“Radical Machines” at the Chinese Historical Museum

Prof Tom S. Mullaney of Stanford gave a mesmerizing talk yesterday at the Chinese Historical Museum for the opening of his exhibition “Radical Machines.”

From a racist turn-of-the-twentieth-century cartoon, to a dance hit by MC Hammer, to an episode of The Simpsons, the phrase ‘Chinese Typewriter’ has enjoyed a long career as a cheap joke. Behind the joke is a fascinating story about the information age, dating back to systems worked out in the 1860s for transmitting Chinese over telegraph cables in Morse code.

Mullaney’s story culminated with the 1947 release of Lin Yutang’s typewriter, featuring an ‘eye’ that displayed eight alternative characters with the striking of two keys. The lecture stressed the Occidental arrogance behind Chinese Typewriter jokes, and implied that the exquisite solutions offered by Lin Yutang and other Chinese inventors represented a blow against cultural imperialism as well as a precursor to the latest developments in digital technology. Neatly side-stepping the Romanization of written Chinese, these men envisioned the kind of conceptual algorithms between input and output currently at frontier of telecommunications.

Mullaney seemed genuinely impressed by the Q&A, including the usual sharp queries from members of Science Studies. The brilliance of Yelena Gluzman’s question about analogies with stenography had him asking what was in the San Diego water. After the talk, he was readying himself to lead us over to the exhibition, located in a building a block away, when he was blindsided by the museum’s hospitality. After blushingly accepting a commemorative plaque, he was then serenaded along the street by drums, cymbals, and dancing dragons, provoking a bit of envious muttering from us fellow academics straggling along behind.

If you missed the talk, don’t worry, the exhibition is on till April, and Mullaney will be down to give another tour on February 25th. Many thanks to Nir Shafir for suggesting this provocative, informative, and entertaining event. Not just a charming distraction from you-know-what, but a substantive antidote.

Kaushik Sunder Rajan on the HPV vaccine trials in India

Just returned home from a truly inspiring event. Kaushik Sunder Rajan, anthropologist of biotech, author of Biocapital, gave a talk today on a series of human papillomavirus vaccine trials in India, during which seven of the young girls who served as subjects died.

In 2009, under the sponsorship of the Bill & Melinda Gates Foundation, an international NGO called the Program for Appropriate Technology in Health (PATH), administered HPV vaccine to thousands of girls in Gujarat and Andhra Pradesh. The drugs (from Merck and GlaxoSmithKline) had already been approved in the US and India. The trial was to establish if they were suitable for the Indian government’s mass immunization program.

In the tribal areas – the official designation for parts of the country populated by mostly indigenous people – seven girls died during the trial, bringing it to a scandal-ridden halt. The deaths were investigated and all were found ‘not linked to the vaccine.’ According to the report from PATH, there were two cases of malaria, two of organophosphorus poisoning (!), one fever of unknown origin, a snakebite, and one of the girls drowned in a well. It quickly emerged, however, that the informed consent procedures for the trial had been extremely lax, and PATH was denounced in the press. A highly critical report issued by the Indian Parliament in 2013 lamented the way that the NGO “had exploited with immunity the loopholes in our system…”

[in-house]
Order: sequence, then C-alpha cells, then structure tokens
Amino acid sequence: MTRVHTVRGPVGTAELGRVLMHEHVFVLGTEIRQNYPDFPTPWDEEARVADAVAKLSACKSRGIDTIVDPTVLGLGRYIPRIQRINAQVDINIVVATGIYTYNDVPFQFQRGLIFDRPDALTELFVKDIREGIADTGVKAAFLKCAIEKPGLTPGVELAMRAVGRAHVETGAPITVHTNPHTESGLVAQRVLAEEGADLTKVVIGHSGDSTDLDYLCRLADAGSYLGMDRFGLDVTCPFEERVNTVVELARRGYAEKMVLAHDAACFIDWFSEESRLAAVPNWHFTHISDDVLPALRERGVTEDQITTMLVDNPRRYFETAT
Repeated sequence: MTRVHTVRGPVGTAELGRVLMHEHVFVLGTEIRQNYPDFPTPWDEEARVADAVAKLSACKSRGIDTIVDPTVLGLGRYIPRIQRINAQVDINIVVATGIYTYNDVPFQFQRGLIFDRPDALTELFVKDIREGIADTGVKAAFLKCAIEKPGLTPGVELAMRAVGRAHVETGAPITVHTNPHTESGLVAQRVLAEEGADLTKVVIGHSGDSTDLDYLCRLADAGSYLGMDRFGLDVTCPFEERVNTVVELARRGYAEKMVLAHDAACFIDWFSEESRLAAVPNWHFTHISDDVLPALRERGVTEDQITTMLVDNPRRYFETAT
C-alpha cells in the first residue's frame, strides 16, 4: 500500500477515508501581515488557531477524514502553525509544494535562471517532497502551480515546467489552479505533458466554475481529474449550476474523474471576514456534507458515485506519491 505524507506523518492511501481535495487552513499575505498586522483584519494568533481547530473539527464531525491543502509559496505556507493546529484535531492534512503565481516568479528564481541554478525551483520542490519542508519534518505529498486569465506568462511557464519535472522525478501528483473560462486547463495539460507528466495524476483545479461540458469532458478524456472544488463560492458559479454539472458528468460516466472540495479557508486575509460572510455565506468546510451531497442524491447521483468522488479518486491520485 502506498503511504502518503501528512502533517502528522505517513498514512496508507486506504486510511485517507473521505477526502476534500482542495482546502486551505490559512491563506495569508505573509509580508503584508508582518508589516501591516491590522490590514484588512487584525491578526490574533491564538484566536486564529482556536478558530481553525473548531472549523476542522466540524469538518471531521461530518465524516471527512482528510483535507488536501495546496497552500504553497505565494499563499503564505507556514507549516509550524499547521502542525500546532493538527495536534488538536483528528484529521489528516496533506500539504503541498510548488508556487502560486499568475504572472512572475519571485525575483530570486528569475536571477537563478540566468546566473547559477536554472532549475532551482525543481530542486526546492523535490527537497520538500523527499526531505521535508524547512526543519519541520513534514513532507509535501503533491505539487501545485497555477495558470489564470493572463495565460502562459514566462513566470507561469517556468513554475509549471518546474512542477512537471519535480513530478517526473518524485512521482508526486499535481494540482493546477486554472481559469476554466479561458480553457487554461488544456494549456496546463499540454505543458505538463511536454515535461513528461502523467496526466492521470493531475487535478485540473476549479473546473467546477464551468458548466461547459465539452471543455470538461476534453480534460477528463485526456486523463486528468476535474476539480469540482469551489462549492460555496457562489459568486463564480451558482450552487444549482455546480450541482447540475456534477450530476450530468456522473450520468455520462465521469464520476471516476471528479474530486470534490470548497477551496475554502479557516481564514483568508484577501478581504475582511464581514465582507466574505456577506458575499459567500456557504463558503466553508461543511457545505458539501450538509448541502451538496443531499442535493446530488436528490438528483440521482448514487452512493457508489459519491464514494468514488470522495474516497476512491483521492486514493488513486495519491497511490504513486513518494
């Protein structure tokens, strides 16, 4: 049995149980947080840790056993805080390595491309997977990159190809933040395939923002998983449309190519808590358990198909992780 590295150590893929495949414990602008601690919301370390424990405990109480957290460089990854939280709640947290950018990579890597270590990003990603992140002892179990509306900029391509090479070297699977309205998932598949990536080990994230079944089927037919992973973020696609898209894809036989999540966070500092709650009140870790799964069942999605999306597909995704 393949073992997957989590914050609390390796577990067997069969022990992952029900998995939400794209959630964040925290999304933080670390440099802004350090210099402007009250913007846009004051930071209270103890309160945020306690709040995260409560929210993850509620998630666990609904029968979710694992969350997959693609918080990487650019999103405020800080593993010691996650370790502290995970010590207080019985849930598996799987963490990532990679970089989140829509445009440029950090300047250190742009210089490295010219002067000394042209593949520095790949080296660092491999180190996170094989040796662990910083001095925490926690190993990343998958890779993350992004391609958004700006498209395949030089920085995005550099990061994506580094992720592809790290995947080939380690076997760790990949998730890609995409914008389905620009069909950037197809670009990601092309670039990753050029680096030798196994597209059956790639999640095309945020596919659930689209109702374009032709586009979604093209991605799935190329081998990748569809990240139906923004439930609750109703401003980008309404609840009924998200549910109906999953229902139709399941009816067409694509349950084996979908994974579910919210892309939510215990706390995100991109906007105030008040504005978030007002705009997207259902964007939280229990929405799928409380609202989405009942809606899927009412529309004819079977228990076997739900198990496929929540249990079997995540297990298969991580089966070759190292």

Sunder Rajan’s talk led us through a multi-layered analysis of the case, placing it in political and historical context, and probing its wider implications. He hovered over some fascinating moments, including parliamentary exchanges about the definition of a clinical trial and poignant testimony from the parents of the girl who supposedly died from a snakebite.

His overall critique was aimed at the technocratic nature of organizations such as PATH, self-described on its website as “an international nonprofit organization that transforms global health through innovation. PATH takes an entrepreneurial approach to developing and delivering high-impact, low-cost solutions, from lifesaving vaccines, drugs, diagnostics, and devices to collaborative programs with communities. Through work in more than 70 countries, PATH and our partners empower people to achieve their full potential.”

At the beginning of the talk, Sunder Rajan mused on the figure of the free-choosing subject that underpins informed consent. When I asked him about that in the Q&A, his answer took us back to the birthplace of technocratic liberalism, the first few decades of the nineteenth century, when the British state turned the Indian subcontinent into a laboratory of mass governance. In 1813, the Governor General of Calcutta, Sir William Bentinck, legalized the practice of ‘voluntary sati.’ In answering me, Sunder Rajan gave a sketch of the multi-layered ironies of that legacy as piercing as it was subtle. My British soul is slayed.